Beautiful dinosaur discovery: 170-million-year-old footprint found in Scotland

The dinosaur footprint/apatosaurus, a type of sauropod (© The Hunterian, University of Glasgow/iStock/Warpaintcobra)

An extremely rare 170 million year old dinosaur footprint has been found in Scotland. Paleontologists, however, are keeping the exact location secret until they can make their research.

The footprint was discovered earlier this year by Dr. Neil Clark, curator of palaeontology at the University of Glasgow’s Hunterian Museum. Clark told Fox News that he simply had a meet in Inverness in the Scottish Highlands and decided to “make a visit to the Jurassic rocks” in the area.

“After about a half hour looking, I saw the footprint and was able to immediately recognize if the footprint of a sauropod dinosaur,” he told Fox News. “I did a double take on the footprint as I could not believe that such an obvious footprint had not been seen previously, given the number of researchers who visit the coast each year.”


Developed were huge dinosaurs with a long neck and a long tail. The footprint is about 30 cm by 20 cm.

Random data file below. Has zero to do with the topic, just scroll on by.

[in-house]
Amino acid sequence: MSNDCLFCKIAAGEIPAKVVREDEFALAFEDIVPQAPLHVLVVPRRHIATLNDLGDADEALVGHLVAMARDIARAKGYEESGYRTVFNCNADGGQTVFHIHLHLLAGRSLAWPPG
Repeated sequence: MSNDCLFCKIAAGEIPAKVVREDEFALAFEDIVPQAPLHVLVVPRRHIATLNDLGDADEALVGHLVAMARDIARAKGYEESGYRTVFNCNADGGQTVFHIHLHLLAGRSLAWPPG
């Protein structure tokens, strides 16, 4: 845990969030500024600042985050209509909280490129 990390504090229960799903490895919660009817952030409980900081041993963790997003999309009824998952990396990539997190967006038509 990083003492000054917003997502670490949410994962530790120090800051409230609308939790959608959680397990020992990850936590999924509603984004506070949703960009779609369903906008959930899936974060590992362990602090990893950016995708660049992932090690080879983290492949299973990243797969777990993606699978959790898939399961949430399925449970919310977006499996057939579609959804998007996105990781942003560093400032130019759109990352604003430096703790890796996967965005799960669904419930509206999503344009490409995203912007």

A picture of the dinosaur footprint created by Dr. Neil Clark – for scale, the yellow GPS-in addition to the footprint is approximately 5.5 cm

(© The Hunterian, University of Glasgow)

While many footprints of dinosaurs found on the Isle of Skye, the footprint spotted by Clark is the first to be found on the Scottish mainland. “Previously, all of the dinosaurs found in Scotland are to be found in the west of the country and belongs to a different geographic area called the Hebrides Basin,” Clark explained. “The new discovery adds dinosaurs to a different geographic area called the Moray Basin.”

Dating back to the Middle of the Jurassic period about 170 million years ago, Clark described the footprint as extremely rare. Palaeontologists, he said, the use of the footprint in order to gain insight in the distribution of the dinosaurs.

The precise location of the footprint is kept a secret, while Clark raises money for his research. “I’ve tried to crowdfund the project in order to do what is accurate mapping of the area by a drone to show the footprints of dinosaurs,” he told Fox News. “The research will be started as soon as we are able to crowdfund enough to cover the costs.”


Apatosaurus, a type of sauropod (iStock)


The discovery of the footprints on the Isle of Skye was announced earlier this year.

On the other side of the Atlantic ocean, an incredible dinosaur trail, which still shows the traces of a baby dinosaur, is found on NASA’s Space Flight Center in Greenbelt, Md.

Last year, vandals destroyed a dinosaur footprint in the rock at a renowned paleontology site in Australia.

Follow James Rogers on Twitter @jamesjrogers

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